CV

F1 Racing - - INSIDER -

1 June 1947, Wok­ing, Sur­rey

Re­turns to head up the F1 team as chief ex­ec­u­tive of­fi­cer

Den­nis steps down as team prin­ci­pal and hands com­plete con­trol of McLaren over to Martin Whit­marsh

McLaren are em­broiled in ‘Spy­gate’. They are found guilty, ex­cluded from the con­struc­tors’ cham­pi­onship and fined $100m

HM The Queen opens the McLaren Tech­nol­ogy Cen­tre

Awarded CBE for ser­vices to mo­tor­sport

Per­suades TAG founder Man­sour Oj­jeh to fund Porsche-built en­gines for the team

Pro­ject 4 merges with McLaren to form McLaren In­ter­na­tional. Den­nis be­comes team prin­ci­pal and or­gan­ises a buy­out of orig­i­nal McLaren share­hold­ers to as­sume full con­trol

Founds and runs Pro­ject 3 and then Pro­ject 4 to race in F2 and F3

Ron­del at­tempts to en­ter For­mula 1, but the pro­ject flounders due to the en­ergy cri­sis

Forms Ron­del Rac­ing with Neil Trun­dle

Works for the Brab­ham F1 team

Starts work­ing in For­mula 1 at Cooper as a me­chanic to Jochen Rindt

The sit­u­a­tion was sim­ple. En­tirely in­de­pen­dent of our opin­ion of Kevin, who we knew to be a tal­ented and ca­pa­ble driver, we’d al­ready de­cided to go with Fernando and Jen­son [But­ton], and three-into-two wouldn’t go. So the let­ter for­malised that po­si­tion, in ac­cor­dance with the rel­e­vant clause of our con­tract, and co­in­ci­den­tally it ar­rived on Kevin’s birthday – and that one small de­tail por­trayed McLaren and my­self as be­ing cold, ruth­less and un­car­ing.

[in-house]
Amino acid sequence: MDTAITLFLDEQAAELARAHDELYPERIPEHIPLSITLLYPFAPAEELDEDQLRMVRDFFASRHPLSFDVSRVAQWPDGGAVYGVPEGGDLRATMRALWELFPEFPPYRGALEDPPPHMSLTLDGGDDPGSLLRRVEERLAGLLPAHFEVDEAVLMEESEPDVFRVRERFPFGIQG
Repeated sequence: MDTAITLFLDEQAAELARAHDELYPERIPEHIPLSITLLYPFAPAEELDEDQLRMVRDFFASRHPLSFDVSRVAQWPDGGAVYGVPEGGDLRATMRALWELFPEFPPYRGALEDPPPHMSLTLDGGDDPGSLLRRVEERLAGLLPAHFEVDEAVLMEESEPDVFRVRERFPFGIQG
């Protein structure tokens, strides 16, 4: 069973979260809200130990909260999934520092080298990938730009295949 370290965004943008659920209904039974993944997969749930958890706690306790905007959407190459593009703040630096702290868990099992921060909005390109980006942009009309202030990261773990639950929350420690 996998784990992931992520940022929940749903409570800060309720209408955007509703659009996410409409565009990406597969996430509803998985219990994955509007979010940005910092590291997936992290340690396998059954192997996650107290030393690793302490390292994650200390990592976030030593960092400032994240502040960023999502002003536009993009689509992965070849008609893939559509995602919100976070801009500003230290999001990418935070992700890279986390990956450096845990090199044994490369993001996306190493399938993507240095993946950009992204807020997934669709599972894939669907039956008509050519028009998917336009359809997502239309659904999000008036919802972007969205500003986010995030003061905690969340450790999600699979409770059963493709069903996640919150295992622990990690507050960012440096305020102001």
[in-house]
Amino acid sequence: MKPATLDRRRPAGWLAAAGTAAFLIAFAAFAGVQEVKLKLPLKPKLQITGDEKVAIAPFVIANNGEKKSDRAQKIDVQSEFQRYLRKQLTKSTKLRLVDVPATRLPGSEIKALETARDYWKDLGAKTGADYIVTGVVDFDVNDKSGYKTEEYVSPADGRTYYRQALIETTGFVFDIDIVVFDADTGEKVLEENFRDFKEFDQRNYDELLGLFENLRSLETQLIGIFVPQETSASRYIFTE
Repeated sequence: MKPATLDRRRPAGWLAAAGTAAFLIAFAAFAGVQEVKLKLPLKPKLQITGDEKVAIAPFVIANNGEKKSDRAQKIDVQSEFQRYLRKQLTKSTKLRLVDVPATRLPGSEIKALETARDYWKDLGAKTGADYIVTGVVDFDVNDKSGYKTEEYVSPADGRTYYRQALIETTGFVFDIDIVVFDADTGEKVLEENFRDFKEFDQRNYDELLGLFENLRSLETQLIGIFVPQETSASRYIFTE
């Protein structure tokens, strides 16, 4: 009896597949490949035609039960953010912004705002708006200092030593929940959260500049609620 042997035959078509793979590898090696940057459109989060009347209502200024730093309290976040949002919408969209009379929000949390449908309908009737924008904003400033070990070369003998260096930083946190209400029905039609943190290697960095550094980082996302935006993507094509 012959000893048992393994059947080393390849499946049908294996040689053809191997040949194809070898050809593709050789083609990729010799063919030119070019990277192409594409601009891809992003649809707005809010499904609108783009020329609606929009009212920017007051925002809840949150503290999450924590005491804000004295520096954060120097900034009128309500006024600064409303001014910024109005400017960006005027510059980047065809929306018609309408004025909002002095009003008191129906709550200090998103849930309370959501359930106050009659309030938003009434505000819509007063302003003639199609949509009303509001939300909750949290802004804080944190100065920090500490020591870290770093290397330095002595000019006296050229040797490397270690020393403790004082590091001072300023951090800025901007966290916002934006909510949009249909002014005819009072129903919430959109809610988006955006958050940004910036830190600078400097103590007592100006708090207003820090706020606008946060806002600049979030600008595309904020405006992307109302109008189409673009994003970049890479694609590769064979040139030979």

Far from it, far from it. In fact, you can even read the let­ter. I have no prob­lem with you read­ing it, as there’s noth­ing in it that’s conden­tial. In fact, it’s a nice let­ter. It’s just un­for­tu­nate that Kevin re­ceived it on his birthday, but it didn’t con­tain any­thing he didn’t al­ready know.

It should be noted that Mag­nussen him­self never com­plained about the tim­ing of the let­ter; that was done by me­dia. When asked about its ar­rival date, Mag­nussen replied: “Oh, I didn’t re­ally mind. That’s just a de­tail, isn’t it? There’s no need to make a fuss about stuff like that.”

When you take a kick­ing like that in the me­dia, and when times are tough, what do you do when you get home? Do you sit and think about it? Do you reect on how you’re go­ing to act and how you show lead­er­ship?

Of course, of course! I think most peo­ple in the com­pany know what my val­ues and prin­ci­ples are. There are – it’s not for me to say – many, many times I’ve demon­strated, not for any other rea­son than that I’m prin­ci­pled, what the com­pany is pre­pared to do for its em­ploy­ees. And that’s how ei­ther the com­pany steps up to the plate or I per­son­ally step up to the plate in mo­ments of in­di­vid­ual hard­ship or difculty.

There are many ex­am­ples, sev­eral of which have passed into pad­dock lore. At one Aus­tralian GP, the late Daily Mail F1 hack Ray Matts, an ex­tremely pop­u­lar gure, was taken ill. Den­nis per­son­ally in­ter­vened to en­sure Ray’s wife, Val, was own in some com­fort from the UK to her hus­band’s

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